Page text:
Wetaskiwin, a Giant Magnet

One of my recurring dreams is returning to where I parked my car only to find it gone, stolen. And that’s just what happened in real life this morning. The car I borrow for a couple of days a week got stolen during the night.
The day has been intense. First waiting several hours to hear back from the owner with the license plate number. Then, in between phone calls and a visitor, registering the theft with the police. Eventually I connected with the dispatcher. She was so kind, “We nearly always get them back”, she said. “Yes, I’m sure you’ve had a hard day…”. Wonderful, a police woman ready to offer sympathy and understanding. I was ready to be receptive.

On a similarly intense day, although for very different reasons, I taught myself to juggle. I remember that day as being fun in the midst of all that was happening that was not fun at all. To-day I packed the Sacristy into boxes ready for the move. It was a rare pleasure to take time and care packing the items as when arranging them on an altar. I hope we can take as much care with packing the toilet brush, the kitchen utensils and the paper clips.

And when cars get old, lost or stolen chances are they will end up in Wetaskiwin, about an hours drive south of Edmonton. I was there on Sunday and spent an enjoyable few hours with a congregation member and his young family.

These cars, along with row upon row of rusting combine harvesters, tractors, plows and a couple of ‘planes are part of the overflow from the Reynolds-Alberta Museum in Wetaskiwin. We were too late to go into the museum proper however the field of venerable rusting monsters was a visual treat in itself. Here’s more:

As we snapped away I pondered aloud on dignity and decrepitude and wondering if there was a word between the two. And now it’s obvious; not a word in-between just join ’em together to make, dignified decrepitude. That’s what I see in these machines. And that’s what I observed while sitting on the priory step on Sunday. The elderly woman across the road inched her way hand-over-hand on the rail, ever-sooo-sloooowly, down the steps to water a bush. Being in a state of deterioration due to old age, or long use, can be dignified. She is.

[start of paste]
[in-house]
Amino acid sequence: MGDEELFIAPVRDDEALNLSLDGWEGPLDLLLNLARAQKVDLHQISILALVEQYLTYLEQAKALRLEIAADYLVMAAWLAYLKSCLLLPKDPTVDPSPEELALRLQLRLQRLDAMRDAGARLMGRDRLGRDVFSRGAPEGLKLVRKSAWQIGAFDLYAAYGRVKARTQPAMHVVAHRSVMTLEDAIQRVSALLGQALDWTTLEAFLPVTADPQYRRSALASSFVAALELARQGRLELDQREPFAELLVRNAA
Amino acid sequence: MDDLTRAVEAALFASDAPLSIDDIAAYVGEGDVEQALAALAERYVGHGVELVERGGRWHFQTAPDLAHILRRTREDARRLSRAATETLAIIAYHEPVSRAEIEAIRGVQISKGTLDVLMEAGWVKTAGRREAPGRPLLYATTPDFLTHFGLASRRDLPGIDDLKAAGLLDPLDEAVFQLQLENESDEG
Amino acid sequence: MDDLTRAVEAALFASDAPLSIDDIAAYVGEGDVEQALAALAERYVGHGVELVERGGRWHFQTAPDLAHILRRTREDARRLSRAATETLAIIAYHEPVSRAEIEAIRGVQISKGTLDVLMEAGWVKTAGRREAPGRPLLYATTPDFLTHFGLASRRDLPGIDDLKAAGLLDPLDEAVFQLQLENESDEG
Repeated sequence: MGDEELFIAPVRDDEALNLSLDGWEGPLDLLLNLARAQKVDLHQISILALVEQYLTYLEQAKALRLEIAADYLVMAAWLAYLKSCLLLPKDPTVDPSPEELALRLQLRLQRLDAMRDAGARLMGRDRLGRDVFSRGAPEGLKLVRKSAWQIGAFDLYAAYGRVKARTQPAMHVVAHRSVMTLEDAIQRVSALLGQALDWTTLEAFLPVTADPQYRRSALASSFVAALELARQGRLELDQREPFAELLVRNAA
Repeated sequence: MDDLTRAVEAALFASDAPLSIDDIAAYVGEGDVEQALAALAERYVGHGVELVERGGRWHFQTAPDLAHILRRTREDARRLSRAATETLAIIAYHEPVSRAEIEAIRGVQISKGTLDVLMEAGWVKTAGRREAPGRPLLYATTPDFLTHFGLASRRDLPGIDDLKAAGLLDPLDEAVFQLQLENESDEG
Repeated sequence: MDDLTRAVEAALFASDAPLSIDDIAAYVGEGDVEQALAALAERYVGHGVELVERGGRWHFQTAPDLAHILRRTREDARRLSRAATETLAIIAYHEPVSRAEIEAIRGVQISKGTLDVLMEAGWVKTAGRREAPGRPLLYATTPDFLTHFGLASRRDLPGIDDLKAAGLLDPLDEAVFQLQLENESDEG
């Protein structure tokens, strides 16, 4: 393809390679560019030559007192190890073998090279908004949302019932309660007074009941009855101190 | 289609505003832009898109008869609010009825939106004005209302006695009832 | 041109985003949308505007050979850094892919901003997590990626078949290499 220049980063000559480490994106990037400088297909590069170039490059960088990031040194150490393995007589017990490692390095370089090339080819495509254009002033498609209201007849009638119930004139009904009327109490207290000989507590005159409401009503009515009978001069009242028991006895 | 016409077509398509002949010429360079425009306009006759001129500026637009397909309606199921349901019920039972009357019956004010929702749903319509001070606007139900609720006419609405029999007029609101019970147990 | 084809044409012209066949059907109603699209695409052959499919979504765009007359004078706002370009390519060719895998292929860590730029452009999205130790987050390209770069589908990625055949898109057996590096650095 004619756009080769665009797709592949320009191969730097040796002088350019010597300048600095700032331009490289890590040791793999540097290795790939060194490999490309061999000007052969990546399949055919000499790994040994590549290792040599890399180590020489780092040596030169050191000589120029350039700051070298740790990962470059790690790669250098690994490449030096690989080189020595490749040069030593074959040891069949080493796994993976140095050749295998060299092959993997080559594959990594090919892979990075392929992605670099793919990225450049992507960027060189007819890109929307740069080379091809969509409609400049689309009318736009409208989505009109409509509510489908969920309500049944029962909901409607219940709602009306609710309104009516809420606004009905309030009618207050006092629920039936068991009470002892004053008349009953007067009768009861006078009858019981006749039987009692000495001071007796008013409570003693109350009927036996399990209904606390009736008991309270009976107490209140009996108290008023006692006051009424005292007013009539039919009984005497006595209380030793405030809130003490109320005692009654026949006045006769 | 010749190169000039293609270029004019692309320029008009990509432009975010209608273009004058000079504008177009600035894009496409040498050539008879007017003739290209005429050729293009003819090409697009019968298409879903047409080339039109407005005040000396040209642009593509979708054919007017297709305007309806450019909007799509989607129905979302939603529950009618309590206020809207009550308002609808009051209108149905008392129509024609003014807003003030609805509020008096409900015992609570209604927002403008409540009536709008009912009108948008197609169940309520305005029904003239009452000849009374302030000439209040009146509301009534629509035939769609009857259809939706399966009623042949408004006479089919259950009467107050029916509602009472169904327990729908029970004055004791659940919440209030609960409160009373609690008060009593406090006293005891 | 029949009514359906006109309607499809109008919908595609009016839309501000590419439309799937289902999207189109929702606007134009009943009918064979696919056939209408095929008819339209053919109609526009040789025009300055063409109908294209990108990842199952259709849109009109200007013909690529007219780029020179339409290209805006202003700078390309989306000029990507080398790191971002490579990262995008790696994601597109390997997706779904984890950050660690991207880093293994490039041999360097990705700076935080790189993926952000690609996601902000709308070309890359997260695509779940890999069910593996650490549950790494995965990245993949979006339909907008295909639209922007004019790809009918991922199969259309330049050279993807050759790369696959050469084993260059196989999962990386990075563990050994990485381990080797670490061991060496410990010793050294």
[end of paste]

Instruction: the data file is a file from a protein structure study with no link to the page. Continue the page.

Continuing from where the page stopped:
The ’92 Dodge Spirit that got stolen hasn’t quite achieved decrepitude, however given the chance it may live long enough to find a resting place in Wetaskiwin. “Come back! I’m calling to you sweetie”.

Print Friendly, PDF & Email

5 thoughts on “Wetaskiwin, a Giant Magnet”

  1. With luck the car will turn up intact in a day or two. Often someone just needs to get home!! Perhaps some wabi-sabi in the pictures – maybe an old split-screen Beetle amongst them. I can’t see this happening in Singapore! Kind thoughts for your move.
    Walter

  2. Sorry to hear about the car, and thank you for the amazing photographs of combine harvesters! I love the idea that there is a place where all these ‘creatures’ go to rest (or rust), …makes me think of all those loaves of bread!

  3. I’m sorry to hear about your car theft – it feels rather wrenching, doesn’t it? Have you found it yet?

    Your post about your stolen car brought to mind an experience of mine. I used to own a much-loved ’82 Tercel with the ignition so old and used that I could remove the key and lock the door to allow the car to warm up. I brought it to my backyard mechanic in Vancouver, where I was living at the time, and it disappeared … I was stunned, and upset. Eventually it turned up on some street, and my mechanic figured it was these punks living down the street, who’d decided to go joy-riding.

    I hope you find your car!

    jacquie

Leave a Reply

Your email address will not be published. Required fields are marked *

This site uses Akismet to reduce spam. Learn how your comment data is processed.